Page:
How to become a foster carer

We are here to guide and support you through the process, every step of the way.

Foster carers role

Before you can start fostering, there is a set process we must follow to get you assessed and approved as a foster carer. We are here to guide and support you through the process, every step of the way.

Let us take you through the key stages...

Step 1 - Speak with us

We will begin with a relaxed conversation with our knowledgeable fostering advisors, so they can learn more about you and answer any queries you may have. 

Step 2 - Home visit

We can come to your house at a time that is convenient for you to meet you and explain all the details. It’s another good opportunity for you to ask any questions you have about the roles and responsibilities of a foster carer. 

Step 3 - Application form

Once everyone agrees that fostering is would be suitable for you and you are confident in your decision, you will be asked to fill out an application form. You will have a designated assessor and the Olive Branch Fostering team will offer you assistance throughout the assessment process. 

Step 4 - Checks and references

After sending in your application, the assessment process will be initiated. This might take a few months, but you will be supported throughout. As part of the assessment, background checks and references will be gathered in order to ensure the safeguarding of our children and young people.  

Step 5 - Get to know you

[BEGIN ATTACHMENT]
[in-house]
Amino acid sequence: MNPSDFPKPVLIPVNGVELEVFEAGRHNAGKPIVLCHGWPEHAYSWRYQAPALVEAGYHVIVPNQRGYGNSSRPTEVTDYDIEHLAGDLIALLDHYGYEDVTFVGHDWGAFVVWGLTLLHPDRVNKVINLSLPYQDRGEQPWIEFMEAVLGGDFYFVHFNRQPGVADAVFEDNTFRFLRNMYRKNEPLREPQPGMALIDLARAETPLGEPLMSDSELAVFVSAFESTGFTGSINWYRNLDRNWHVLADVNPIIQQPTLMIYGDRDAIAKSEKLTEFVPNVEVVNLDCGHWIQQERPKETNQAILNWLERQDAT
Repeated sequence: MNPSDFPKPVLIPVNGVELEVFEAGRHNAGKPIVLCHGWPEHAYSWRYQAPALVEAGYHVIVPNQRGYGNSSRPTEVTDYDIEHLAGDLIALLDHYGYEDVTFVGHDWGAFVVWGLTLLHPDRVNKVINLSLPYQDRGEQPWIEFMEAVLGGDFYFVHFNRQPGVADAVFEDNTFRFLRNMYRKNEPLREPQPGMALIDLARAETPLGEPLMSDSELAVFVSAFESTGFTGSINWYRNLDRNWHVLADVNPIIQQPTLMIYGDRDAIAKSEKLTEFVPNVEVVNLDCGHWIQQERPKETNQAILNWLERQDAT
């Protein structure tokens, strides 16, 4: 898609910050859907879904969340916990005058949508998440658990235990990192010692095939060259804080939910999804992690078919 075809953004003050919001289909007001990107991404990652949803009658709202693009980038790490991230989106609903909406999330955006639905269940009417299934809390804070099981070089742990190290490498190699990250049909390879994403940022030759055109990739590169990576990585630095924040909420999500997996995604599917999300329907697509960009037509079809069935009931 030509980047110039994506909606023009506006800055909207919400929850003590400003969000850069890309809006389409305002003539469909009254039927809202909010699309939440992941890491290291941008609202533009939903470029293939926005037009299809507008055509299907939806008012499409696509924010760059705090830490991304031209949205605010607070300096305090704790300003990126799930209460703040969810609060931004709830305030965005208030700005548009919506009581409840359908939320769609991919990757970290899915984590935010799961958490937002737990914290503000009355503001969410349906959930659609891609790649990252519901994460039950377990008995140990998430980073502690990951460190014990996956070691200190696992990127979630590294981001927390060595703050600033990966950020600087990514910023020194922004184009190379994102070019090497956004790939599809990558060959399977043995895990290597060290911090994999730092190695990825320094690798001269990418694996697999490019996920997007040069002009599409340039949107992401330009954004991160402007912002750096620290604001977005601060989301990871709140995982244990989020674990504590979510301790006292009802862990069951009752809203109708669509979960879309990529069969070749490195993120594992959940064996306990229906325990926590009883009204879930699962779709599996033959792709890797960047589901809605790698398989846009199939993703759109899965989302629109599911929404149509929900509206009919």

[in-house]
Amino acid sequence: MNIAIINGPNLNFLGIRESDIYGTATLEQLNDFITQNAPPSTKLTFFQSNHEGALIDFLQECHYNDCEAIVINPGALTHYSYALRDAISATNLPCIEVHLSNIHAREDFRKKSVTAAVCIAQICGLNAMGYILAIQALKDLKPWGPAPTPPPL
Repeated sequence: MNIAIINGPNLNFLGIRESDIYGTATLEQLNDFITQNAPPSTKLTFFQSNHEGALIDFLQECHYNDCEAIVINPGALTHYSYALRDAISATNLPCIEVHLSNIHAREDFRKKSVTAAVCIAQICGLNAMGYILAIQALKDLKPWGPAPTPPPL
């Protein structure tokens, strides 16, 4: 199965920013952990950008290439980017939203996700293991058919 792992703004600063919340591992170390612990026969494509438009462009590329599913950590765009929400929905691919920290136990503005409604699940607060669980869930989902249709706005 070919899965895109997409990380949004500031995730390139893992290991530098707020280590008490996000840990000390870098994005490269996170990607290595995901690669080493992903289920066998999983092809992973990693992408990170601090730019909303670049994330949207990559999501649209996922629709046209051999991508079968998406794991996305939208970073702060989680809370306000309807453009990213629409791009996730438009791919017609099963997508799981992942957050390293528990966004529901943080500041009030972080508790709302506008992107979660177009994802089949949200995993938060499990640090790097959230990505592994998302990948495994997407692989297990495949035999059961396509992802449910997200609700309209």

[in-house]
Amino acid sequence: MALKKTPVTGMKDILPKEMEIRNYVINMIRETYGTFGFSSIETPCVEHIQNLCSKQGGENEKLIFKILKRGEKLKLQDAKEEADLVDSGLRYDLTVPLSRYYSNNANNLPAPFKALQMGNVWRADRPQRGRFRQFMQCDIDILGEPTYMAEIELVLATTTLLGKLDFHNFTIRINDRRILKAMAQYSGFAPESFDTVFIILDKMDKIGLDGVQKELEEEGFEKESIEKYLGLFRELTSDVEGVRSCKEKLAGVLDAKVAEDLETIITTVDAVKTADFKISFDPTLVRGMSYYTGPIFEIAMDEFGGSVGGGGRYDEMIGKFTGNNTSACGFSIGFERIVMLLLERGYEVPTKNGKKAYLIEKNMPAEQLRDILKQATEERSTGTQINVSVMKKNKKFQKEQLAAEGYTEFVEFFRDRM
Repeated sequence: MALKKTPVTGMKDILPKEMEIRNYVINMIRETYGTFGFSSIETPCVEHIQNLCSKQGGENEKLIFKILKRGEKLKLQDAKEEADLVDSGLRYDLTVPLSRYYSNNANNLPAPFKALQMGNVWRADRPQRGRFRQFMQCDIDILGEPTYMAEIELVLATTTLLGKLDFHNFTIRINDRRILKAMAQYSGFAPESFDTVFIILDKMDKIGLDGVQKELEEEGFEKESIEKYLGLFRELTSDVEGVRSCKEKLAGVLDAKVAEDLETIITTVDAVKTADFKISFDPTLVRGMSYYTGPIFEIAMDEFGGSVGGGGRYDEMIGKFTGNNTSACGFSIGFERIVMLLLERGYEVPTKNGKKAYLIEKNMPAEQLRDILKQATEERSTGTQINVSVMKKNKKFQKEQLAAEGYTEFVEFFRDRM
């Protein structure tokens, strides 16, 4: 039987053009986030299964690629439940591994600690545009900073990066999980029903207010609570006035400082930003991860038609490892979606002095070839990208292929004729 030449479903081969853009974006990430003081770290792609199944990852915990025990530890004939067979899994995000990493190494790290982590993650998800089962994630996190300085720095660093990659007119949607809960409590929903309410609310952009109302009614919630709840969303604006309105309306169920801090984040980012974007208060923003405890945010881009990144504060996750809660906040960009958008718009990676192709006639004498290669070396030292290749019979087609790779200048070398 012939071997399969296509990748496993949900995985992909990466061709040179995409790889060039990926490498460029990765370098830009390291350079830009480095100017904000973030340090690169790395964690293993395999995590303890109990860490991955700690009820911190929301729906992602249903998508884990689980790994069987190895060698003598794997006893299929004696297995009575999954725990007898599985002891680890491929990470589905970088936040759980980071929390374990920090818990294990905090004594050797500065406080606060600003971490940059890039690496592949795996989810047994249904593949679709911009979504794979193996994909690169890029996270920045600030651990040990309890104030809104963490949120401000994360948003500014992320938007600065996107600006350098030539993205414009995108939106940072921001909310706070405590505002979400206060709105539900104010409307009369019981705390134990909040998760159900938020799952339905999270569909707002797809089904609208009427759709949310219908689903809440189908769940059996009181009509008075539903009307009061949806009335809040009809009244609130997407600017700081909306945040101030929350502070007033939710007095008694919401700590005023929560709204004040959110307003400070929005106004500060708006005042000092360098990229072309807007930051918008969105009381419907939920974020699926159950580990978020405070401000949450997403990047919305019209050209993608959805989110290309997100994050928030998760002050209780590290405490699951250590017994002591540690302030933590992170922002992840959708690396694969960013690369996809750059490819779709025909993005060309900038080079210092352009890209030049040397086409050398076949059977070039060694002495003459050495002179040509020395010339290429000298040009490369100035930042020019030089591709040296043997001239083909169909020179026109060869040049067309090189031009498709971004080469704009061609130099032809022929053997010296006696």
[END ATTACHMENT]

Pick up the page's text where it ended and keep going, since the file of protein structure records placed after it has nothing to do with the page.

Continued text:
In this stage, your assessor will be taking time to learn more about your background, the activities you and your family enjoy, and all of the qualities you possess that make you suitable to be a foster carer. 

Step 6 - Skills To Foster training

You are invited to join other prospective foster carers in a Skills to Foster program, organised by Olive Branch Fostering, which is the first step in a tailored training and growth program. This engaging course offers you the opportunity to learn invaluable techniques and information that will help you on your fostering journey. 

Step 7 - Panel interview

You have almost achieved your goal of becoming an approved foster carer! We will always ensure that you feel confident in time for your meeting with the foster Panel. Ultimately, the agency decision maker will make the determination of whether or not you are approved as an Olive Branch foster carer. 

We've spoken to some of our Panel members to give you more insight into their role. Read our Q&A's with John and David in our Fostering Insights setion

Step 8 - Start your fostering journey

Once you are approved, your assigned social worker together with the placements team will carefully make sure that you and the child or young person that needs you are a good match. It's important to bear in mind that this experience will be incredibly meaningful and life-altering, both for you and the children you are helping. 

Could you open your heart and home to a child who needs a fresh start and a safe space to call home?

Get in touch with us today

Contact us
What are the roles and responsibilities of foster parents

Common Questions

One of our team will visit you, in your home, to have an informal chat about caring for vulnerable children and young people. We’ll chat about the process of becoming a foster carer, suggest useful books and research you may like to undertake, and chat about your role as a foster carer. 

We match children carefully with our foster carers. During the assessment process, we will build up an understanding of what will work for you and your household which will help us to make good matches. 

Yes. The matching process is important for you and for the child or young person referred to us. We match, carefully, your personalities, skills, and circumstances with those of the child or young person. We will discuss this with you, fully, during your assessment 

We prefer foster carers to have an open mind about age groups as it provides carers with a lot more opportunities to care for children. We encourage foster carers to focus on the needs of the child, not their age and then decide if they're able to help them.